The low kawk of warning, usually for a hawk.
The chuck, chuck of invitation means, “Good food”.
The tuk-ut-e-ah-tuk means, “Bless my soul, what is that?”
The cut, cut, get your hair cut, of a Hen that has just laid and is feeling greatly relieved; no doubt, saying, “Thank goodness, that’s done!” or maybe it is a notice to her mate or friend that “Business is over, let’s have some fun. Where are you?”
The soft, long-drawn tawk — tawk — tawk, that is uttered as the Hen strolls about, corresponds to the whistling of the small boy; that is, it is a mere pastime, expressing freedom from fear or annoyance.
The long, harsh, crauk, crauk of fear when captured.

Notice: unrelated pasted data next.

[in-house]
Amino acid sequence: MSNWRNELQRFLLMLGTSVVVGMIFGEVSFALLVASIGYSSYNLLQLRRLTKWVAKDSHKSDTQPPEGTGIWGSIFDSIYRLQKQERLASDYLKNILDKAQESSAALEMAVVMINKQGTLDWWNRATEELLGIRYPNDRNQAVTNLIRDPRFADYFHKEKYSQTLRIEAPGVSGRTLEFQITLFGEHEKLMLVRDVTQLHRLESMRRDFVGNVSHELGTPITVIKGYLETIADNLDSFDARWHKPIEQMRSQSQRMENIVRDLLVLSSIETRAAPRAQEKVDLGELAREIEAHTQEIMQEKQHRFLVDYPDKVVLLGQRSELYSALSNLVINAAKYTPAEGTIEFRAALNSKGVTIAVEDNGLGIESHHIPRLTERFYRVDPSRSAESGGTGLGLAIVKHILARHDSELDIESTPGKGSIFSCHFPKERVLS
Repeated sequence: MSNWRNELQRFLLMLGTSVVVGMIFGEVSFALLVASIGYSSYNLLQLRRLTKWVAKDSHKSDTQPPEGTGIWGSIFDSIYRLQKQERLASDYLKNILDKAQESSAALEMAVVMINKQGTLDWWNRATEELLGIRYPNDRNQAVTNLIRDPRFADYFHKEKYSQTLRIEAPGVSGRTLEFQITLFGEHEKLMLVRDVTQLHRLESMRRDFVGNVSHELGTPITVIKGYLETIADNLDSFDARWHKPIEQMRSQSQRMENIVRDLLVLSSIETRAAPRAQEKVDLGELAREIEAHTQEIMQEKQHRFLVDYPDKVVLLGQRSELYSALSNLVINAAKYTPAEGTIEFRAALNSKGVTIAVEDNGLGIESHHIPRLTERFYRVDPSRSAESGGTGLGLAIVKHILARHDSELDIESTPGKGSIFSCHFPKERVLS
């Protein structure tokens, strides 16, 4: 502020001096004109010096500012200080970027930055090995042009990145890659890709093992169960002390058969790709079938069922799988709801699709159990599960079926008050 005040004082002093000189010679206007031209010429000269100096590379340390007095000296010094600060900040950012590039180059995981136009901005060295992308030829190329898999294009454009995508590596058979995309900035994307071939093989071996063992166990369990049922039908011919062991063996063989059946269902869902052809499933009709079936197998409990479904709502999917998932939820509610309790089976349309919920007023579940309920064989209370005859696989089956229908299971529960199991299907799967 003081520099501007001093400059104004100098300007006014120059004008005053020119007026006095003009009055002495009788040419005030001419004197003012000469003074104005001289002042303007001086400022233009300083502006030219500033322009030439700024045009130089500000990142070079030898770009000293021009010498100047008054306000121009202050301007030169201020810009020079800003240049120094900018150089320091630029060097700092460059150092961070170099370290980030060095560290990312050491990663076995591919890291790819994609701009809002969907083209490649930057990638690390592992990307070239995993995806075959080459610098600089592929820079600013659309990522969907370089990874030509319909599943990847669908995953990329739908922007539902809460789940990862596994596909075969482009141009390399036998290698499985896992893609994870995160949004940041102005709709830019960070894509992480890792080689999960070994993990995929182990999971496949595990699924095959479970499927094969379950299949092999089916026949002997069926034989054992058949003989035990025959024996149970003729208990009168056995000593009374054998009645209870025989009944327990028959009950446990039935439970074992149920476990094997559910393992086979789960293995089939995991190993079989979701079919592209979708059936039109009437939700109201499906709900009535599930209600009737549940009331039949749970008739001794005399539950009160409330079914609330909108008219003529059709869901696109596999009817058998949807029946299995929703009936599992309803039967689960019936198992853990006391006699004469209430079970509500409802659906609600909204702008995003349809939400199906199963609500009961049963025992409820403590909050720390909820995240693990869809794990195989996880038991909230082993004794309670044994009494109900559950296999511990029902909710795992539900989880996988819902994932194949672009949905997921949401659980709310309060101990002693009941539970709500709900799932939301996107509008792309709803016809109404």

The quick clack, clack, clatter when springing up in fear of capture.
The put, put of hunger.
And, of course, the peep, peep of chickens and the cock-a-doodle-doo, which is the song of the Rooster.
Some Hens may have more; but these given here are hen-talk for mother-love, warning, invitation, surprise, exultation, cheerfulness, fear, astonishment, and hunger. Not a bad begiiming in the way of language.
Why the Squirrel Wears a Bushy Tail
“Oh, Mother, look at that Gray Squirrel!” shouted Billie. “What a beautiful bushy tail he has!” Then, after a pause he added, “Mother, what is its tail for? Why is it so big and fluffy? I know a ’Possum has a tail to hang on a limb with, and a Fish can swim with his tail, but why is a Gray Squirell tail so bushy and soft?”
Alas! Mother didn’t know, and couldn’t tell where to ..text continues